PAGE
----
Sunfish species take the spotlight

My good friends Holly Lathrop and Phil Strader with a very fine smallmouth that Holly caught on a popper.

If you ask several Oregon anglers what’s their favorite fish to chase in Oregon’s lakes and rivers, most will refer to a salmonid species. Trout, steelhead and salmon are found in just about every river drainage, in most natural occurring cold water lakes and many man-made deep water reservoirs. The historical fact is in Oregon salmon and salmonid species are kings and still play an important part in our economy, history and, of course, culture.  

The introduction of sunfish: But more often than ever before, a few of those anglers will mention a sunfish species like crappie, perch, bluegill or bass. Then cite destinations like the Umpqua River, Siltcoos Lake, Tenmile Lake or one of the other quality sunfish-filled waters that now dot our state. In Creswell’s backyard is Dorena reservoir and its growing reputation as a trophy largemouth lake. Though not a species native to Oregon, sunfish – including both the hard-fighting large and smallmouth bass – began to find their way into Oregon waters in about the 1950s. The introduction was done completely under the radar of fisheries management at the time but the fish thrived and settled into what has become an important and growing niche for Oregon anglers. 

About the bass fishing: Both large and smallmouth bass can at times be a demanding species. When compared to salmonids, they tend to be more affected by short-term weather and barometric changes. That can make them appear fickle and in some habitats can cause them to be difficult to catch. But the popularity of big-money bass fishing tournaments in some parts of our country has spawned many technical advances in bass fishing. The use of state-of-the-art fish-finding electronics has grown and is commonly used by many recreational anglers for species other than bass.

Under stable barometric pressures the tenacious character of bass can really be seen as they hunt and feed with abandon, and often at manic pace. At these times of high activity a bass will attack and eat just about anything smaller than itself including frogs, ducklings, small birds, mice and most any other small animals unlucky enough to fall off the bank. This puts the bass pretty high on the food chain in most every water body where they live in Oregon. It also makes them susceptible to a variety of lures and soft plastic baits.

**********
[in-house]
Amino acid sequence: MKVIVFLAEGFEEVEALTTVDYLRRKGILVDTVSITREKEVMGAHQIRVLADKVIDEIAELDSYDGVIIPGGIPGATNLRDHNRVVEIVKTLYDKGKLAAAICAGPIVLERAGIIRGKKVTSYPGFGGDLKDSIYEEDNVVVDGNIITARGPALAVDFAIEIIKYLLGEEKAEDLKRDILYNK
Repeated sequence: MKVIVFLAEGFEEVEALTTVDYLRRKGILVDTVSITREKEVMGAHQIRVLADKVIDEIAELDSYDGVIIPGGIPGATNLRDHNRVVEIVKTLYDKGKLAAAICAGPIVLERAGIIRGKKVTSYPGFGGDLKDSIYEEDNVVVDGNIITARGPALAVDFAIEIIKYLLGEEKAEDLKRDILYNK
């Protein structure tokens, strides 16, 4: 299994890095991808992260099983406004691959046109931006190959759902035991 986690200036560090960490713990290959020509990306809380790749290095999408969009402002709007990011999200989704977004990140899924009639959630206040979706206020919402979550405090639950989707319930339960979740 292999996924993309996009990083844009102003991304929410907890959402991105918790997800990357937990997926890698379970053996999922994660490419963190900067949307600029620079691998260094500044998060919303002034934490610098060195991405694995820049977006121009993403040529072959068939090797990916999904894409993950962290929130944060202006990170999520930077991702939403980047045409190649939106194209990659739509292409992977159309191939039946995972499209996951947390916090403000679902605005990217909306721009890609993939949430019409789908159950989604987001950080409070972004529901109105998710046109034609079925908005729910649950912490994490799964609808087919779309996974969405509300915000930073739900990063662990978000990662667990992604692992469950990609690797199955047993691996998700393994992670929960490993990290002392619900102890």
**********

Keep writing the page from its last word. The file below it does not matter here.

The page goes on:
Let me break this down a bit: Because a quality bass-fishing experience doesn’t necessarily mean a commitment to a shiny new bass boat with an expensive array of fish-finding electronics. Yes, Oregon has its share of technical trophy bass fisheries but it also has several that are ideal for anglers learning the ropes. One of those wonderful places is just an hour drive down I-5 to the Umpqua River where smallmouth bass have brought a different blue-ribbon distinction to the river alongside its salmon and steelhead. 

Fishing the Umpqua River: Not to overexaggerate but the Umpqua may be one of the most prolific smallmouth bass destinations in Oregon. A comparable fishery would be the John Day River in eastern Oregon but that’s a six-hour drive east and doesn’t lend itself to a “day trip,” not when the Umpqua is just an hour away. You’ll find about 70 miles of river to float, with a fair number of boat ramps, along its length and decent bank access from the roads that parallel the river. Since their introduction in the late 1960s or early ’70s smallmouth now range in the Umpqua River from Sawyer’s Rapid at the head of the tidewater in the main river upstream and into the South Umpqua to About Canyonville. 

The South Umpqua does have decent bank access but drops below levels that can be floated by spring every year. So the boating access is only on the main river and begins west of Sutherlin near the hamlet of Umpqua at James Woods Park.

Close to Creswell: The next 20 miles down to Yellowknife are relatively straightforward to float. My preference is a drift boat but I often encounter folks in a variety of river craft, including pontoon boats, canoes, even sitting on top of kayaks. But always wear a life jacket. 

Below Yellowknife there is a stretch that has no landing for about 30 miles that has become a favorite for self-contained overnight drifters that camp one or two nights on the river bank before taking out at Elkton. It’s a wonderful float in the summer sun and the warm water of the Umpqua River. Although there are no boat landings for some distance, bank access is possible from the network of roads that follow the river bank along much of that stretch.

Boater’s facilities and ramps begin again as you near Elkton, where “The Slide” provides boaters access to the river down through Elkton to the head of Sawyer Rapids. You will need a 100-foot piece of rope to safely launch a drift boat at The Slide. I recommend that you do not attempt to run Sawyer’s Rapid at low summer flows. It is a narrow, rock-filled shoot. 

Bass in the Umpqua River are incredibly curious fish and are not generally very selective about what they eat. When conditions are perfect, catching 50 or more in a single day is a bar many reach.

Contact Frank via rivertrailoutfitters.com and [email protected].



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